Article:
Merit vs Diversity: Matt Damon Edition

By now you probably have what happened on the season premiere of Project Greenlight, the Matt Damon/Ben Affleck vanity project on HBO where they pick some deserving aspiring director and mentor them through making a feature film using a pre-selected script.

On the season opener, the script was revealed to be rom-com, the story of a white guy who gets left at the altar and winds up marrying black prostitute named Harmony instead. The panel who selected the winning contestant consisted one single WOC and several white guys, one of whom was Damon. The WOC was the highly successful Effie Brown of Dear White People fame. During the discussion, Brown pointed that the script could be problematic in that Harmony could wind up being one big racial trope and they needed to look carefully at who among the contestants could avoid this distressingly common pitfall. She suggested the directing team that consisted of a Asian man and a white woman had a better chance at being sensitive to the material.

White Bro Damon decided that the black woman needed some help understanding the true meaning of diversity and interrupted her. “When we’re talking about diversity, you do it in the casting of the film, not in the casting of the show,” he said. According to him, they were going to decided the winner based on “merit.”

There is so much wrong with this it’s hard know where to start, but we have unlimited disk space on our hosting plan so I’ll give it a shot.

When a key character in the script is a black woman, would it have killed Damon to actually listen to the black woman’s concerns? He interrupted her and dismissed her, twice. That’s a dick move.

Then there’s Damon’s idea that as long as you cast a POC in the film, it doesn’t matter who is behind the camera. Wrong again Mattie. According to the latest version of the Boxed In study from the Center for the Study of Women in Television and Film at San Diego State University,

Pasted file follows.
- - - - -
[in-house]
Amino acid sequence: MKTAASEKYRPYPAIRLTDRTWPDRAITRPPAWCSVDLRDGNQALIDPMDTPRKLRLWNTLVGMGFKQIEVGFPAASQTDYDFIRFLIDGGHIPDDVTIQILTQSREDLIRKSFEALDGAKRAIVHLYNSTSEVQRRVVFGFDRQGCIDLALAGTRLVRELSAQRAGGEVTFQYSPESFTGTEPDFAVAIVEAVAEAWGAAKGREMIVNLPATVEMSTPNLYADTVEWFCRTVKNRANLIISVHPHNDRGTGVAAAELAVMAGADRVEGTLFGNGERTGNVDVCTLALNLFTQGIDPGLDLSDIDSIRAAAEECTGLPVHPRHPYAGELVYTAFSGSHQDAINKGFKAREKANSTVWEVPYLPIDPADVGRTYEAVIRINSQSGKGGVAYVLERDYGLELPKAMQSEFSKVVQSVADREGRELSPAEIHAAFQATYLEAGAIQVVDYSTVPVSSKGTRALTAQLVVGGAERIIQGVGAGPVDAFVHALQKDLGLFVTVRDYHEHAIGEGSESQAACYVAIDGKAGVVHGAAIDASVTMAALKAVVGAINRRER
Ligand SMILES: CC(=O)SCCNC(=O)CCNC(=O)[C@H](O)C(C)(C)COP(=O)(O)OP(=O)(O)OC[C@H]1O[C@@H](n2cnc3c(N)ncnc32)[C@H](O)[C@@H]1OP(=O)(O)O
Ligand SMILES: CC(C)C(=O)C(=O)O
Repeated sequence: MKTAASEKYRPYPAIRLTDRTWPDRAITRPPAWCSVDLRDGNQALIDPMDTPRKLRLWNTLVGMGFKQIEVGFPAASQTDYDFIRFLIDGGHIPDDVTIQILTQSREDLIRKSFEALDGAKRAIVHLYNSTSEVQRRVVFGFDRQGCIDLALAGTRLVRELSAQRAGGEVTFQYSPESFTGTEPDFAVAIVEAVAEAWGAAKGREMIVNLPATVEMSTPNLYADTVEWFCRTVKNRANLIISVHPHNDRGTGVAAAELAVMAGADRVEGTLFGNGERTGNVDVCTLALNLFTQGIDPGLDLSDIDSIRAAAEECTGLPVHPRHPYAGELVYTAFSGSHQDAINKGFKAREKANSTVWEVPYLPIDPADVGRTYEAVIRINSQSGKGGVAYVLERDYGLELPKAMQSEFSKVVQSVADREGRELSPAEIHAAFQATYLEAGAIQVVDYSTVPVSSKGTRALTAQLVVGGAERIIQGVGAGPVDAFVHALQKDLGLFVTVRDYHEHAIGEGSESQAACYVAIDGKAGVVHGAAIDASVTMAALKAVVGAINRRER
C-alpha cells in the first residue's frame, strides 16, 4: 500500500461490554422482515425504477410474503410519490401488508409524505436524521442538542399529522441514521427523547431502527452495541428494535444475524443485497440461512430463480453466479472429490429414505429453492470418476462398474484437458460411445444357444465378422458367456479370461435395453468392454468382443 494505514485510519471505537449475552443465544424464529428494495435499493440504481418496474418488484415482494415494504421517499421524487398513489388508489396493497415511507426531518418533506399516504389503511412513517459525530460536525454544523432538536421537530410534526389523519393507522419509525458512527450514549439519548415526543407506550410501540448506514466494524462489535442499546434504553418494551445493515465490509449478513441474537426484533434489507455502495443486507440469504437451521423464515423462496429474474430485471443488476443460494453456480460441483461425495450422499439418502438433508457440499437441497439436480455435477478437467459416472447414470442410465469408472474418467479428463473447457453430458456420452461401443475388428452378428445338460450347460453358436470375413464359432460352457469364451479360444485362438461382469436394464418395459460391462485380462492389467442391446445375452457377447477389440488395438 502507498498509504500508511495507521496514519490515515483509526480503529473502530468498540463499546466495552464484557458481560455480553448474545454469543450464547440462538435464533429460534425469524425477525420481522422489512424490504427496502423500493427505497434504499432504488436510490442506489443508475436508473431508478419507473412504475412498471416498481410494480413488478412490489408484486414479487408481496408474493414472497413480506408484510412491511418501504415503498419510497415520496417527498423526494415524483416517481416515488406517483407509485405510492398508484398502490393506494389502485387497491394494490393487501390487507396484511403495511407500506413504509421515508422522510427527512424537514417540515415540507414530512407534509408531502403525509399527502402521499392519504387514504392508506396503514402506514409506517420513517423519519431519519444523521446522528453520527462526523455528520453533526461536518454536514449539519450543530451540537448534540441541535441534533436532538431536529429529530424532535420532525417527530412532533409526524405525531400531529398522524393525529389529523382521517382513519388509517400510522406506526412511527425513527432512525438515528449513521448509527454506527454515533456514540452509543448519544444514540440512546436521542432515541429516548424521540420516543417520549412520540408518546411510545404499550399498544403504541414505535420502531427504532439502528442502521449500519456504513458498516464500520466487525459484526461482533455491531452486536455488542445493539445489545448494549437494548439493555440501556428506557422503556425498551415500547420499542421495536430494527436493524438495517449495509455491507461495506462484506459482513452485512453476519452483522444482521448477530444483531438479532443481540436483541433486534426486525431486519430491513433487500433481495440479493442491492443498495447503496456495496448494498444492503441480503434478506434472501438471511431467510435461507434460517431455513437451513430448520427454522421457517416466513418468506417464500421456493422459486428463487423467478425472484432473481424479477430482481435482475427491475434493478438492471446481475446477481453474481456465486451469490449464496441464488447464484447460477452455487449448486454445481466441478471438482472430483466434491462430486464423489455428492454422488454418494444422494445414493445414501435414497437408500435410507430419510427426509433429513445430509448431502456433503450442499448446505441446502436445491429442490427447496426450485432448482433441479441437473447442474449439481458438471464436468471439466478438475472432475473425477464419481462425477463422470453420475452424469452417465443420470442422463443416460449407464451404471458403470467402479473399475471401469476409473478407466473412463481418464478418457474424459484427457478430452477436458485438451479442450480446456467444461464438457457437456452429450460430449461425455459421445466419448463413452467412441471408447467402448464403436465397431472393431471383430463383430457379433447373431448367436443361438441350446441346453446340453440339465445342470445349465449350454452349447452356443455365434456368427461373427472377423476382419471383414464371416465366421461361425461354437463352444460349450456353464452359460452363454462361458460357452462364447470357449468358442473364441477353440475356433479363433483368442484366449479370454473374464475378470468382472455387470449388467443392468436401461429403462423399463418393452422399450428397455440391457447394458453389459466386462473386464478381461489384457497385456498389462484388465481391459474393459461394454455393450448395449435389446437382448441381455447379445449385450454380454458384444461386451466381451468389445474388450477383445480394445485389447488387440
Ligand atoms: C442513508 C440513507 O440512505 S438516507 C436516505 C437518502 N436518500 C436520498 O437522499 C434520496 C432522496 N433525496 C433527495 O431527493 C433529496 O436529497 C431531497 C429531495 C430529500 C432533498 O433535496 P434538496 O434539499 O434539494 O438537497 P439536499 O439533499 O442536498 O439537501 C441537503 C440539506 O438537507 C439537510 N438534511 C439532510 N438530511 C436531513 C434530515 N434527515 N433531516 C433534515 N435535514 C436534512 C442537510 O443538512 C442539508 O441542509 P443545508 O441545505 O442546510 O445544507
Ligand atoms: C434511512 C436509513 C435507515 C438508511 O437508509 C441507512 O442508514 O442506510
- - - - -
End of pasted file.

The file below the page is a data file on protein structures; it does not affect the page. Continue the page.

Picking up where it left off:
“Prime-time television shows with at least one woman executive producer or creator featured more female characters, and employed substantially greater percentages of women as directors, writers, and editors, than programs with exclusively male executive producers or creators.”

In other words who is in charge determines who works on the project both in front of and behind the camera. No surprise there.

Now let’s look at the issue of merit vs diversity, which I think is the big one here. Damon’s defenders have latched onto the idea that the winning director would be chosen on only on “merit” like a lamprey. Somehow the defenders of white privilege have come to the conclusion that diversity and merit are mutually exclusive. One small problem with this world view, they’re not. When you look at what Effie was actually trying to say, she was looking for someone who wouldn’t let the material descend into racial cliches. I fail to see how this idea conflicts with standards of directorial merit, seems to me finding a director who can elevate the material above the usual tropes is a pretty darn good idea.

The problem with “merit” is that everyone has their own definition. Objective criteria, like say, who runs 100 meter dash the fastest, is actually rather rare in the real world. Damon wanted to pick the best storyteller, Brown wanted the best storyteller for the script they had to work with. It’s not like Brown didn’t want to pick the winner based merit, she simply had a different definition of merit. Here’s the part a lot of people are having trouble with, her definition was every bit as valid as Damon’s.

The only way you can think the diversity and merit are mortal enemies is if you think that racism is deader than the rat Donald Trump wears on his head. Tip: it’s not. Diversity isn’t about hiring the unqualified minority over the qualified white dude, it’s about giving the qualified minority a chance by accepting you have biases and making an effort to overcome those biases.

Brown might wind up having the last laugh. After the selection committee picked another white bro as this years mentoree, he turned out to be a class A douche wiener. Evidently “plays well with others” was also not a part of the slection criteria. I suspect Damon is modifying his idea of “merit” about now.

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